Political Science Professor at Columbia University
In this lame duck interlude, let’s pause and consider our nation’s debilitating trajectory. There’s fierce, seething partisanship in Washington. It worries Nobel Laureate Paul Krugman to the point that he warns “there will be blood sooner or later. And we can only hope that the nation that emerges from that blood bath is still one we recognize. “
The future does look grim, but I think we can change direction if we make our nation more democratic. This necessitates terminating the partisan black ops that prevent all citizens from having an equal ability to hold public officials accountable. In simpler language, to overcome our major problems we must pursue strategies that enhance the electoral influence of the majority of Americans, the working class and the great majority of African Americans and Latinos in particular.
Our polity has never invited widespread involvement. It was only as a result of lengthy and bitter struggles that women, African Americans, Indians, Asian Americans and Mexican Americans won the vote. The nation’s entrenched obstacles to electoral involvement helps explain why our voting rates lag behind virtually all the major European states as well as Brazil, Costa Rica, Chile, Japan, India and many others. If we trusted our fellow citizens, we could easily institutionalize changes that would greatly reduce the number of non-voters.
Allowing citizens to register and vote on the same day would greatly enhance the voting rates of the segments of the electorate that have the nation’s lowest turn-out rates. In 2004, voting rates in the ten states that have same-day registration were 12 percent higher than states without it. In the midterm elections of 2006, they were 10-12 percent higher. Moreover, there is no evidence that same-day registration states experience more voting fraud than other states.
Electoral fraud can come in many forms including non-citizen voting, voting with the name of deceased citizens, and voting based on fraudulent registration or by felons who lost the right to vote. There’s also fraud resulting from how election officials decide who may vote, or how they tabulate results, and how they process absentee ballots. Despite the numerous ways it may be perpetrated, extensive research shows that fraud affects less than 1 percent of all votes cast. Indeed, it is more likely a voter will be struck by lightning on Election Day than vote more than once in any given election.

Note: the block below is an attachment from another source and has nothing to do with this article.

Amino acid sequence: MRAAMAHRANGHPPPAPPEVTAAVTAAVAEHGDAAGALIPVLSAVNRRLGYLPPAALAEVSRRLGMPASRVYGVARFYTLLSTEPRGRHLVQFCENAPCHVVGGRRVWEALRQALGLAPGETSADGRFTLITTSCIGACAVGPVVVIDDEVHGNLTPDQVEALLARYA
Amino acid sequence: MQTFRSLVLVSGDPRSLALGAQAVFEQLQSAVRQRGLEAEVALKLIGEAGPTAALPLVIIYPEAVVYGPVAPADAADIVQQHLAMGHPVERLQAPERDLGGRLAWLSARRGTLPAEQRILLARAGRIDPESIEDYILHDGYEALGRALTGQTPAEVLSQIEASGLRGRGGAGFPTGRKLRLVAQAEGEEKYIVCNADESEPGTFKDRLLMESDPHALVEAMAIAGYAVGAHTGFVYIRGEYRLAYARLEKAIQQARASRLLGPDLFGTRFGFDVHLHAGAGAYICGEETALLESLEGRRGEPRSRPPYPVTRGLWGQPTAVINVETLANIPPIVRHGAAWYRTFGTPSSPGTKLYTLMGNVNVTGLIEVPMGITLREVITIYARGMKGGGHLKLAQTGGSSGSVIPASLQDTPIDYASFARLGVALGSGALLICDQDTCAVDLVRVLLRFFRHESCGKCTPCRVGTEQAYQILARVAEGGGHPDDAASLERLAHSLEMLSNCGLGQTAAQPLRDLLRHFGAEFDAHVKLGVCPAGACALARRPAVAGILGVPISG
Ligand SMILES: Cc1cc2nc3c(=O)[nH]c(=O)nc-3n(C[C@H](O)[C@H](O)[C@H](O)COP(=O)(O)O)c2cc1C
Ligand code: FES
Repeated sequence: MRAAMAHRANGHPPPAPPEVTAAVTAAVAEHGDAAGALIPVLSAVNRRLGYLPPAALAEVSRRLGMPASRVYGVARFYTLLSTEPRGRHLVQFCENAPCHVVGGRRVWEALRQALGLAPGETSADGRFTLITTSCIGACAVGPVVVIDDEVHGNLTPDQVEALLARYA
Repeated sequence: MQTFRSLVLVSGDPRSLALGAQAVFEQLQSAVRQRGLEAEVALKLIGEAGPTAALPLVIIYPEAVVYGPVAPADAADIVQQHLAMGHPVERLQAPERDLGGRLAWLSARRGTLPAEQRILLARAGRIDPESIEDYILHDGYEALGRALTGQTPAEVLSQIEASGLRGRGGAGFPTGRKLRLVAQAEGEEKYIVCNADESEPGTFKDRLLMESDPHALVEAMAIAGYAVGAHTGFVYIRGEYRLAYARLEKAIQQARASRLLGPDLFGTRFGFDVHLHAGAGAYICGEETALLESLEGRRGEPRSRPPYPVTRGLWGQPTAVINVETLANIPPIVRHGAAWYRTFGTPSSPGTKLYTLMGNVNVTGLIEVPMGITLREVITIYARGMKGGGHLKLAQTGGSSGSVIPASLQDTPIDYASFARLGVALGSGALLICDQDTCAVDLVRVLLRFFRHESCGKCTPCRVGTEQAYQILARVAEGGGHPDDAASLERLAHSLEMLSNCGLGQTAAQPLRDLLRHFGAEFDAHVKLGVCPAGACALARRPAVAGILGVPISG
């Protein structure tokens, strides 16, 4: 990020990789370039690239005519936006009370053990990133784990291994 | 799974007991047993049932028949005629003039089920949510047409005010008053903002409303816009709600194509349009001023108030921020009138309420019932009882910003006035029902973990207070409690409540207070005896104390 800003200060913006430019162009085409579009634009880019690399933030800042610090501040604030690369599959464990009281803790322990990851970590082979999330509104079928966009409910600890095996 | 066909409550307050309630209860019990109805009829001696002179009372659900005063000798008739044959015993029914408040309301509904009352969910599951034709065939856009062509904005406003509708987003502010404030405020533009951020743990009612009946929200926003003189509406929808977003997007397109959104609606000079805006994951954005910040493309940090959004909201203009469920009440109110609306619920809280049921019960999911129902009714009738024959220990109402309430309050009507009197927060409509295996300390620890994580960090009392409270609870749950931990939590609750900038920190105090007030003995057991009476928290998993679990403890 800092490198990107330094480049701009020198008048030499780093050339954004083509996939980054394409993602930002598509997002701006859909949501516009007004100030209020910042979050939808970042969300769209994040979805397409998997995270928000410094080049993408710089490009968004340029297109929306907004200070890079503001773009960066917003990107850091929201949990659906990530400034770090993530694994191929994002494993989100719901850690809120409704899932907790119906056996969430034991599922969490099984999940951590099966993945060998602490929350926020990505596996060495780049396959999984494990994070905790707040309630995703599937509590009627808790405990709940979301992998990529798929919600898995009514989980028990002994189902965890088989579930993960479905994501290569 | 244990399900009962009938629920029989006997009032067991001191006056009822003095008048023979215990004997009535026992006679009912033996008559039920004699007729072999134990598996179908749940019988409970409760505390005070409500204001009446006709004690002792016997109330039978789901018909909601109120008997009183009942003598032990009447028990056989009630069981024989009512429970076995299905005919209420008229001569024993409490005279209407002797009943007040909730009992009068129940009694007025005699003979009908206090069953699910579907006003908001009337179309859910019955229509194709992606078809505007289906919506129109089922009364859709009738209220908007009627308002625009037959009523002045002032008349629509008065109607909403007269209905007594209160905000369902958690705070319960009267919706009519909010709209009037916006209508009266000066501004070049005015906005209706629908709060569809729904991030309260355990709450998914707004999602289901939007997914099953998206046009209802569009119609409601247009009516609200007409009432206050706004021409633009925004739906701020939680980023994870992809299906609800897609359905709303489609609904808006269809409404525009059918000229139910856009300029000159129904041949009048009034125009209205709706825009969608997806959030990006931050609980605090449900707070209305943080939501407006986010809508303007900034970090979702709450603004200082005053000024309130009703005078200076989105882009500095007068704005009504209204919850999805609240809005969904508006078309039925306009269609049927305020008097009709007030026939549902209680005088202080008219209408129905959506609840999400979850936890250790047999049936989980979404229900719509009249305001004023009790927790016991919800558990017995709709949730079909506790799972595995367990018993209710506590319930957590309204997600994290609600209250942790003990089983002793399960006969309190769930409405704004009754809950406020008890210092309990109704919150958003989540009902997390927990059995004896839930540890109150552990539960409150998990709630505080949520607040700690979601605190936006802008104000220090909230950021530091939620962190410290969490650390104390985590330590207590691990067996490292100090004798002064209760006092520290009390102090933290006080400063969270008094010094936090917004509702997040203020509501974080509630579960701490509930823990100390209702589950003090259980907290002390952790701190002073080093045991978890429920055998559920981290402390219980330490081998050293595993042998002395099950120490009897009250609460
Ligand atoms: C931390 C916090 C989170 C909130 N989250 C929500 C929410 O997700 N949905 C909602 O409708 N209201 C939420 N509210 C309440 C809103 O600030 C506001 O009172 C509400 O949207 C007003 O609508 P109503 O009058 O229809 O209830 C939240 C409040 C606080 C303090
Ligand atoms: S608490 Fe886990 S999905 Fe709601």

Our recent national concern with voting fraud is better explained by partisan passions than by any political realities. There’s a Republican-sponsored law in Indiana that requires voter ID verification that other states are emulating, despite research from respected think tanks and briefs by Secretaries of State from Ohio, Missouri, Vermont, Georgia and Maryland that found that such requirements disenfranchise voters. Despite the lack of evidence documenting electoral fraud, federal courts upheld the law because there is no evidence that requiring IDs prevents voting. The reasoning is as irrelevant to reality as is the now-discarded concept of Limbo created by Catholic scholastics to explain how to access Heaven.
The polity, in short, continues to attempt to limit the access of the working class to the ballot box. This will result in more policies that favor the interests of elites over the needs of the majority. This will serve the short run interests of Republicans, but over time it could produce the instability Krugman suggests is inevitable. To avoid that, the nation must overcome its legacy and trust all citizens enough to guarantee all of them equal access to the ballot box.
Rodolfo de la Garza, a Columbia University professor of Political Science, has studied immigration, political attitudes and voting for over 30 years. He directed the first national political survey of Latinos and has authored, co-authored and edited 18 books and more than 100 scholarly articles and reports on foreign policy, immigration and political attitudes and behavior.